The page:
'We all need to be engaged in the act of raising children'

General , Films

Zamo Mkhwanazi is a filmmaker with extensive experience in television shows, short films and feature films. She shares her thoughts on being a director of Melodi, which is one of the Heartlines Fathers Matter films, and why she thinks South Africa needs to be talking about the realities of fatherhood.

The six Heartlines Fathers Matter films will be aired weekly on SABC 2 at 8:30pm every Saturday, starting from 17 September 2022. 

Which film are you directing? What is it about?

I’m directing Melodi. You can read more about the film here.

What do you like about the story?

What drew me in was that I found it to be quite realistic and subtle. It is sensitive about the various issues that go on in families when there are these kinds of disjointed relationships.

The story resonated with so many members of our cast. There are things in all of our lives where we could say from the script "Yes, I've seen this", "I've experienced this", or "I know someone who's experienced this".

Picture by Mark Lewis

Are you excited to be one of the directors on the Fathers Matter campaign? Why?

Yes, because it's an issue that needs to be addressed in our country. For me, as a woman, one of the things that was really appealing about this story is that it's a female lead; a daughter looking for her father. We all almost instinctively understand that boys need their fathers to teach them to be men, but we very rarely really get to the crux of why girls also need their fathers in their lives.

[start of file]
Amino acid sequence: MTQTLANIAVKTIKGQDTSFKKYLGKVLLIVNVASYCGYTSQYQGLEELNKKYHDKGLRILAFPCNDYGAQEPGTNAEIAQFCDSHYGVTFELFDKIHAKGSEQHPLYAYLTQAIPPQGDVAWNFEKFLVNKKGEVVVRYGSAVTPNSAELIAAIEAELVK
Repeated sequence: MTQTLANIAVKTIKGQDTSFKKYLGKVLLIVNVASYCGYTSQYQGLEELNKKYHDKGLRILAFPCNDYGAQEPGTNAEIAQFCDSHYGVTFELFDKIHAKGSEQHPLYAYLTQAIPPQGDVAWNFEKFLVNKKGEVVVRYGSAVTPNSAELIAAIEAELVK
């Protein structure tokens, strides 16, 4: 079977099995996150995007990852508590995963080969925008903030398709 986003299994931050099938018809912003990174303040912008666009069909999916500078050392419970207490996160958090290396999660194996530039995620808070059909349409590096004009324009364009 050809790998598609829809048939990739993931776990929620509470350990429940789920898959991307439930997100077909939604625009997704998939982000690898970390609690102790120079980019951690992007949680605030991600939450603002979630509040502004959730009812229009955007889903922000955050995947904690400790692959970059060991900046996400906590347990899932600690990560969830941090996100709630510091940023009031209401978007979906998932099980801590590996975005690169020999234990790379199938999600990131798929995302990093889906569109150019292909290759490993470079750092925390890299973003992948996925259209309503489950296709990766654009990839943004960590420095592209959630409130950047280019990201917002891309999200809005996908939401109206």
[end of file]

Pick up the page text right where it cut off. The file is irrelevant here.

There's a great scene in the film where the lead character talks about being with the wrong men because she was looking for the right man, because she never had him in her life... she had no one at home to show her: this is the way you should be treated. The relationships that women have in their lives are very often affected by the relationship that they had with their fathers. We need to be congnisant of that psychology in South Africa so that we can break the cycle of generations of fatherlessness.

How do you feel about contributing to the broader narrative that exists around the topic of fatherhood in South Africa?

Postive. I think that fathers matter a lot. My father was an incredibly important person in my life, and I wouldn't be the person I am if he hadn't been in my world. So, I really ask myself all the time what it's like to grow up without a father and how it shapes you, because I definitely know that knowing my father shaped me as a person.

Any thoughts on film as a way to inspire social change in South Africa?

I think that all of South Africa needs to watch this film because there's a sense of loss in our country of what the idea of fatherhood is and how incredibly important it is. There are a lot of men who think that as long as a child is fed and there is someone to stop them from playing into the streets, then the child is fine. But a child needs someone to listen to them, someone to pick them up when they fall and say, "You're going to be alright." To be in someone's strong arms and feel safe. That doesn't cost money. It's not a big effort, but it makes such a huge difference to a child's sense of safety and their feeling that they can go out into the world and someone will catch them when they fall.

It's really important for all of us to be engaged in the act of raising children properly so that we can have a better society. Otherwise we're all going to suffer for it. 

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